He looked at the plump little scarlet-waistcoated bird as if he were both proud and fond of him.
But now all of us were alive and kicking, strait-waistcoaters and others; in fact, not one absentee was reported upon the entire roll.
But I sat there quite content, and sometimes dozed off with my head against his flowered waistcoat,--it was his one vanity,--and wakened only when he set me gently down.
He had neglected The Times for one thing, left off his speckled waistcoats for another.
These beneficent influences, incarnated in the form of two portly gentlemen in velvet waistcoats,--an Italian wears a velvet waistcoat, if he can get one, far into the hot months,--began their work of summoning by name each individual from the private to the general, then the passengers, then the crew, and finally, much to our relief, reembarked in the boat, and left us free to pursue our voyage.
In 1863, in competition with Chief Engineer Isherwood of the navy, engines were designed for twin ships, the "Madawaska," afterward known as the "Tennessee," and the "Wampanoag," afterward called the "Florida."
How de have talk, too, 'bout--oh-o-oo-ooo-wah!--roastin' us alive, an' puttin' our scalp in de vigvam for de poo-poose to play wid!"
A new generation of Indians, too, had grown up, and, heedless of the lesson taught their fathers, the Narragansetts, Nipmucks, and Wampanoags, led by King Philip and Canonchet, rose upon the English.
He was editor of The Watertoast Gazette, and a member of "The Eden Land Corporation."
The die was cast, Julian put on his armour, warcloak, and helmet, buckled on his sword, and ran down the principal staircase to the main entrance.
I have a Design this Spring to make very considerable Innovations in the Wastcoat, and have already begun with a Coup dessai upon the Sleeves, which has succeeded very well.
Witnesses of the accident who were familiar with wooden shells declared that the boat was ruined; but, after a careful examination, only the bow-tip was found to be twisted in a spiral form, and the washboard broken at the point by the oarsman as he passed between the sides.
Lawrence looked up from the little head upon his breast, and called out, "Whoa!"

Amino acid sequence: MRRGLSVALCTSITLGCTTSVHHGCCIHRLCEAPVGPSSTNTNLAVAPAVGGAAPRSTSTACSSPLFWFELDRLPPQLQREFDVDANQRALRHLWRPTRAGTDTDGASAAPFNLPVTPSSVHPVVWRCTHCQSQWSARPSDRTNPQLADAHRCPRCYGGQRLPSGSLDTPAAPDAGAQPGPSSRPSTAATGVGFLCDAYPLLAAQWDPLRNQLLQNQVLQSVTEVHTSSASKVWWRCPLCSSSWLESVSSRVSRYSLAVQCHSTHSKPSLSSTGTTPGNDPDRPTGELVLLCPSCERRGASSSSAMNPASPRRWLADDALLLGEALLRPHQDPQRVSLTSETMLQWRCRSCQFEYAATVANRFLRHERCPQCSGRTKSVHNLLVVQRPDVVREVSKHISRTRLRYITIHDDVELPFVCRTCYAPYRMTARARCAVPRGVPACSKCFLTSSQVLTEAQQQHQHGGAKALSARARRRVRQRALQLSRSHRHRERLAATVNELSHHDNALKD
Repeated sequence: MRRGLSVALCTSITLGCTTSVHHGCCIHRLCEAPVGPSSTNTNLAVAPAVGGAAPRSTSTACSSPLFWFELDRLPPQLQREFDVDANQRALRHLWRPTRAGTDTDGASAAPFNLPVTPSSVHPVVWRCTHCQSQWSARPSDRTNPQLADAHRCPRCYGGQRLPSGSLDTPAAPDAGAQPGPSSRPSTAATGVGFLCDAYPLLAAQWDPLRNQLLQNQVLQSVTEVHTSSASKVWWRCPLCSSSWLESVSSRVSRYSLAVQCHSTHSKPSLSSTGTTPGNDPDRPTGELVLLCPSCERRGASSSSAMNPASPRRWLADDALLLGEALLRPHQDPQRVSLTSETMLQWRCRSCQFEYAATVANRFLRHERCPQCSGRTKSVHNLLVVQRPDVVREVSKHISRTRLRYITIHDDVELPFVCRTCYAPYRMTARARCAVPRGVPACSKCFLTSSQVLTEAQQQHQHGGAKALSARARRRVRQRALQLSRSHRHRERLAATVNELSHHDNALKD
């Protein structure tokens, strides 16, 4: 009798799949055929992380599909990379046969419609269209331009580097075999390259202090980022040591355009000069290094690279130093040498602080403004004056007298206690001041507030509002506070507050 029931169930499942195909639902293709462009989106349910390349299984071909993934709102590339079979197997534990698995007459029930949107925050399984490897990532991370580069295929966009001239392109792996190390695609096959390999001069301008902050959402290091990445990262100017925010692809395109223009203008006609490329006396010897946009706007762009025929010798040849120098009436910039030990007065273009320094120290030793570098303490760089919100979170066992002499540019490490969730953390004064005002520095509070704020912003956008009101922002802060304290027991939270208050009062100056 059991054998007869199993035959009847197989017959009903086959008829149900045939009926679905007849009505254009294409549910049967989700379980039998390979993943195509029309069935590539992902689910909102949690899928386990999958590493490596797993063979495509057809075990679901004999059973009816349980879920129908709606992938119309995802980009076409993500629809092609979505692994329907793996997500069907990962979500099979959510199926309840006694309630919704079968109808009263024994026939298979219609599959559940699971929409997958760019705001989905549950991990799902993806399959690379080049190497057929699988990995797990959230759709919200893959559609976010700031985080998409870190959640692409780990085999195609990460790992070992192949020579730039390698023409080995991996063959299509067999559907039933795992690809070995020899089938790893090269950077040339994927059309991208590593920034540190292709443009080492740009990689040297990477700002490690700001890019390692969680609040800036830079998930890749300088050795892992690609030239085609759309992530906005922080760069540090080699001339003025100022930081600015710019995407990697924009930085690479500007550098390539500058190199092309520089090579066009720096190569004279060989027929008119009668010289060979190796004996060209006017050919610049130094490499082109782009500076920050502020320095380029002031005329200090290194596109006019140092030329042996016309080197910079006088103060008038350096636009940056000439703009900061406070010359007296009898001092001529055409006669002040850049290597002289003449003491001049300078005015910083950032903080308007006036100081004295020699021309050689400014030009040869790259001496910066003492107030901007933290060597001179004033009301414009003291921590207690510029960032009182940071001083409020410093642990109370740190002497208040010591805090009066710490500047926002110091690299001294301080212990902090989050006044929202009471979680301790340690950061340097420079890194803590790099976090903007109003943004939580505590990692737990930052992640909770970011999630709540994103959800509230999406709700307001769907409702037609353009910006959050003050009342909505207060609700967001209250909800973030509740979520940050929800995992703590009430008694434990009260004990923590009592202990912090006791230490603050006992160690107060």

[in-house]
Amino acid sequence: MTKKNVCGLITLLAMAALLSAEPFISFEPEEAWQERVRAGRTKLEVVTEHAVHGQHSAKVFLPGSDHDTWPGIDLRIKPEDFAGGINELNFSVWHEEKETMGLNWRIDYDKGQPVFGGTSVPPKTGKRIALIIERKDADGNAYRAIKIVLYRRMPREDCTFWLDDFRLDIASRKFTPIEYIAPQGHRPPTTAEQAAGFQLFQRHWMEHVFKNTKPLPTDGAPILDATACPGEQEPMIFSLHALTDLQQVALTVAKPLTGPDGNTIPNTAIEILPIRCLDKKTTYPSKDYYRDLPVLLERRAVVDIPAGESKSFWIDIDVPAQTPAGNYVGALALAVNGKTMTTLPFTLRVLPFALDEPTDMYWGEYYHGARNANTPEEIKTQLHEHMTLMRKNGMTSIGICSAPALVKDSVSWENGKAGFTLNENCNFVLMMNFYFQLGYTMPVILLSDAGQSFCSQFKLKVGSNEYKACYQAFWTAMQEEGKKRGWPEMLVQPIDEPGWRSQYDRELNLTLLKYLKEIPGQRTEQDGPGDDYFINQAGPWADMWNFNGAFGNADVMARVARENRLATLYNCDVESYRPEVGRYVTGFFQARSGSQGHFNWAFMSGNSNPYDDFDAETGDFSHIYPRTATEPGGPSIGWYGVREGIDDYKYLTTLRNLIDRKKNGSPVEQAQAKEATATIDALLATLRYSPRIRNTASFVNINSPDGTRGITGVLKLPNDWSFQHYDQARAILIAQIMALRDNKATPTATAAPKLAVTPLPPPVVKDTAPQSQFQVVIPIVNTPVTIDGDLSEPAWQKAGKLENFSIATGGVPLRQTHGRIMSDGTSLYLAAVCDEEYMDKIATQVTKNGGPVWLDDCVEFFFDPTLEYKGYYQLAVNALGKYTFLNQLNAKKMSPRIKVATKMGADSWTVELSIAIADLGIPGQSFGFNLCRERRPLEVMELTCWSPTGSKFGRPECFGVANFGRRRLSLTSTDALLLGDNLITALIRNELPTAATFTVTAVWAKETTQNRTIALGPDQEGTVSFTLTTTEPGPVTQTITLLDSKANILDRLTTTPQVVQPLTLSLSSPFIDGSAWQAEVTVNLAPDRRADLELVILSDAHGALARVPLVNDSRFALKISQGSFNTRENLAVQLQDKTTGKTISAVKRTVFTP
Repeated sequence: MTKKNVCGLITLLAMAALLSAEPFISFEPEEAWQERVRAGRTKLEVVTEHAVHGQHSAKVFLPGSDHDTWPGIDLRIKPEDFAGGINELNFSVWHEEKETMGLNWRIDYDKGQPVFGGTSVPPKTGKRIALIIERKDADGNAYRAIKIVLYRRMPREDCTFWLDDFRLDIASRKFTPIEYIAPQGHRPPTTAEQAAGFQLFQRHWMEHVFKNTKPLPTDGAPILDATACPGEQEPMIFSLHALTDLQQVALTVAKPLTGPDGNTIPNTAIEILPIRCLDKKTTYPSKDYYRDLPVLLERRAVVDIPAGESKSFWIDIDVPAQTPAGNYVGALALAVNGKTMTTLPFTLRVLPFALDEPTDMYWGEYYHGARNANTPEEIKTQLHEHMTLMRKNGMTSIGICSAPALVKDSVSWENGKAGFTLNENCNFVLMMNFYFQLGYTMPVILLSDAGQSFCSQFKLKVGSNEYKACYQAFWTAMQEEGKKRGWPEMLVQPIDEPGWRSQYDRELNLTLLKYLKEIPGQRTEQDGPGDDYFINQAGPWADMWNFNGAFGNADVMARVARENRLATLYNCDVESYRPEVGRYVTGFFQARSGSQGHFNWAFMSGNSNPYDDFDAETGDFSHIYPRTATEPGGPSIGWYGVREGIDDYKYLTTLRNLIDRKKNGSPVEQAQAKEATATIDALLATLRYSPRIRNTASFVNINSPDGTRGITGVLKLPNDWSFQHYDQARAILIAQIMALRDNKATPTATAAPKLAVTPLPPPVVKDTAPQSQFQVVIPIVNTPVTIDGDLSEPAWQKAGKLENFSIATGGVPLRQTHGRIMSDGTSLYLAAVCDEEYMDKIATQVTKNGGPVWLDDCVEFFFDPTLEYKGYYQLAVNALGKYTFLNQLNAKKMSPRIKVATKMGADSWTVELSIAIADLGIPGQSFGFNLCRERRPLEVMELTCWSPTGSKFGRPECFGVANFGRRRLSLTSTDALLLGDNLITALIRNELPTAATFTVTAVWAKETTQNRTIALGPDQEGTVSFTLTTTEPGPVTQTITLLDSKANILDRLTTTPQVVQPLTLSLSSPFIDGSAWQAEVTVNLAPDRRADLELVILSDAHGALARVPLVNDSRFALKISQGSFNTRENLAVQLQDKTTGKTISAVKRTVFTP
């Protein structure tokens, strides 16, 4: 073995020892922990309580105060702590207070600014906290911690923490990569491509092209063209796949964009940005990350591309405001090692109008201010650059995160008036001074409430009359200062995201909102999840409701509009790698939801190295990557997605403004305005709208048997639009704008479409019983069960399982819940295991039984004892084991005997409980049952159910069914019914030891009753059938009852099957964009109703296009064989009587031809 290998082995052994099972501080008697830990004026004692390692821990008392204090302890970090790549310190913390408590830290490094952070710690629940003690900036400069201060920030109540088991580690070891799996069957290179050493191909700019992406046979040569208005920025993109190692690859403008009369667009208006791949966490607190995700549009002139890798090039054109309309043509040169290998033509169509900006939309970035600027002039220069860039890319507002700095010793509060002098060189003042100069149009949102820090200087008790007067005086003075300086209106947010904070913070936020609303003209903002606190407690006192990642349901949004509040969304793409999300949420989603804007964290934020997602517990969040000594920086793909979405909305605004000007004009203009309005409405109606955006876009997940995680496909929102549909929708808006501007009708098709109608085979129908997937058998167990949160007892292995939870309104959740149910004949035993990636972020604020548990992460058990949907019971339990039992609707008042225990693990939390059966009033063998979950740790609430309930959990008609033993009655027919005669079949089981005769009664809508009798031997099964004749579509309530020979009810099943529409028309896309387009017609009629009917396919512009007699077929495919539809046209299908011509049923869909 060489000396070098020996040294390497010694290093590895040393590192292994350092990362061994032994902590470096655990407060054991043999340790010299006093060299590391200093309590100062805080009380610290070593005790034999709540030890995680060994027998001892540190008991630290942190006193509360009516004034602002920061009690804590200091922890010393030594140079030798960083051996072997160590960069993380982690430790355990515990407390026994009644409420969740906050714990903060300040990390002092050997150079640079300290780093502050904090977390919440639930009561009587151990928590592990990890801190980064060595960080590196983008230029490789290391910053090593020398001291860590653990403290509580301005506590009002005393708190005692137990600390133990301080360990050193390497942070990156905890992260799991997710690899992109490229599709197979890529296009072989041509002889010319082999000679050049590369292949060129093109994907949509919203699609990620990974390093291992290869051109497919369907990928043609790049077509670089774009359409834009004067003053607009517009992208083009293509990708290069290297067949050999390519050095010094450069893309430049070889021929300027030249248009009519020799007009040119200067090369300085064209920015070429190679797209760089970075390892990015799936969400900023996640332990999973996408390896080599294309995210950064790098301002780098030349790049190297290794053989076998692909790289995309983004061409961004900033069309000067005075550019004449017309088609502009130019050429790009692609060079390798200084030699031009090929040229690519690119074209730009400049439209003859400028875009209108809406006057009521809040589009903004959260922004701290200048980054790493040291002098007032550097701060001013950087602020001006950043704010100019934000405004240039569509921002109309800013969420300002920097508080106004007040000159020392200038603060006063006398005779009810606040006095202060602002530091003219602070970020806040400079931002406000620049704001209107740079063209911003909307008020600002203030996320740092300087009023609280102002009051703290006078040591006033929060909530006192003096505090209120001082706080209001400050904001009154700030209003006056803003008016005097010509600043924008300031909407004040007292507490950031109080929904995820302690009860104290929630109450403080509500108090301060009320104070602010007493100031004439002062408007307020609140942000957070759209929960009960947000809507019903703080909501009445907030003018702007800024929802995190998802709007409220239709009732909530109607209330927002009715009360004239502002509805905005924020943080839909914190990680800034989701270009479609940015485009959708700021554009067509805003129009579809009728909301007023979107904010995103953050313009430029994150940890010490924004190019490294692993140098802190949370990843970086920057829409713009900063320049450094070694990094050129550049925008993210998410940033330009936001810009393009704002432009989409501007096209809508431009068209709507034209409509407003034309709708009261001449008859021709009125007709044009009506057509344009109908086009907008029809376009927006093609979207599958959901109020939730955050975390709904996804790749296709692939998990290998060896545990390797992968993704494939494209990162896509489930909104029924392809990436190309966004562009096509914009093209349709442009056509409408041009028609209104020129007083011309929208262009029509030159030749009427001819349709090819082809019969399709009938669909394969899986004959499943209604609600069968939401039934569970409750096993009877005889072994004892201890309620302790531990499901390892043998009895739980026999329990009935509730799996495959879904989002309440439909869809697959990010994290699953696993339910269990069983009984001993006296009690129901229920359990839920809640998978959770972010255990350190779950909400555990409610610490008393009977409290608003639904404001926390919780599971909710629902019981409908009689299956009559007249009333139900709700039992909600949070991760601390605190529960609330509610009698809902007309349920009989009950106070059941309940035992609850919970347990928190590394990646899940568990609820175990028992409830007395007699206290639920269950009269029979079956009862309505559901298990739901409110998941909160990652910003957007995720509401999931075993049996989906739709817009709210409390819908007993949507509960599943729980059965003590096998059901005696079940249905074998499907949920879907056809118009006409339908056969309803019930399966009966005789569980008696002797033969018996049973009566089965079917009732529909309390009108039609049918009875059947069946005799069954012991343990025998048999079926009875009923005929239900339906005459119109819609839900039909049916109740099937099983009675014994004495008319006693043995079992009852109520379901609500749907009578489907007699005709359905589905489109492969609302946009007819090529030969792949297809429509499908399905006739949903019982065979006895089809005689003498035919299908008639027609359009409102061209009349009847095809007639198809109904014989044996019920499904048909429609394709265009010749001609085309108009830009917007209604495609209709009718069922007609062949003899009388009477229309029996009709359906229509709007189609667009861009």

I proceeded to give his pedigree, but was interrupted by the arrival of the preacher, and we all went into the weatherboard iron-roofed house of prayer.
At that time the house we lived in was a weatherboarded house just like the ones we live in now.
In a week the whaleboat was put together, and a small skiff also built.
After making observations of the bar, which appeared to be practicable for whaleboats in moderate weather if the wind be south of west, we returned along the south shore of the estuary, which is about one and a half mile long and half a mile wide; it does not appear to be of any great depth.
This morning set sail for Whampoa, twelve miles below Canton."
Greece owes most of the wheelroads, railways, and mines of which she can now boast to the dozen years of his more or less consecutive administration.
Whiteoaks, a play.
It is ridiculous for the rider of a bucking horse to shout 'Whoa!'--'I know,' said the Soldier, 'because I have done it.'
Come Whoam to thi Childer an' Me--What ails Thee, my Son Robin--God Bless these Poor Folk--Come, Mary, Link thi Arm i' Mine--The Dule's i' this Bonnet o' Mine--Come, Jamie, let's Undo Thi Shoon--While Takin' a Wift o' my Pipe--God Bless thi Silver Yure--Aw've Worn my Bits o' Shoon Away --Yesterneet--Owd Enoch--Chirrup --Tickle Times-- Jamie's Frolic--Owd Pinder--Th' Goblin Parson--Margit's Coming--Eawr Folk--Th' Sweetheart Gate--Gentle Jone--Neet Fo'--Bonnie Nan--A Lift on th' Way--Tum Rindle--Buckle to.
His "Whoas" and "Bings" were delivered in a husky whisper, and his equestrianism was established by action mostly of the mind, the accompanying artistry of the feet being unintelligible to the passerby.
Yes, thou art old and hoary white With time and ruin of all things, And on thy lonesome borders Night Sits brooding o'er with drooping wings.--JOAQUIN MILLER.
LYDIA OLDBOY.--"To-day I am expecting the arrival of young WILDOATS, who comes to pay his addresses to me.
In 698, Boniface, or Winifred, among the Thuringians, near Erford, in Saxony, and Willibroad in West-Friesland.
Gentlemen of unimpeachable appearance repeated: "Nana, woa, Nana!"
Rodolph saw him fall from the palisades on which he had climbed to take a better aim at the white men; and instantly a gate was opened in the enclosure, and, with a hideous yell, the savages rushed forth, brandishing their spears and battle-axes, and shouting their war-cry, 'Woach!
Or make our land beare woad instead of wheate.
A License to William Aber, To Sow Six Hundred Acres of Ground with Oade ... A Patent to Valentise Harris, To Sow Six Hundred Acres of Ground with Woade.
* * * * * Far back in the childhood of the world, the long-haired savage," woaded, winter-clad in skins," went roaming for his food wherever he might find it.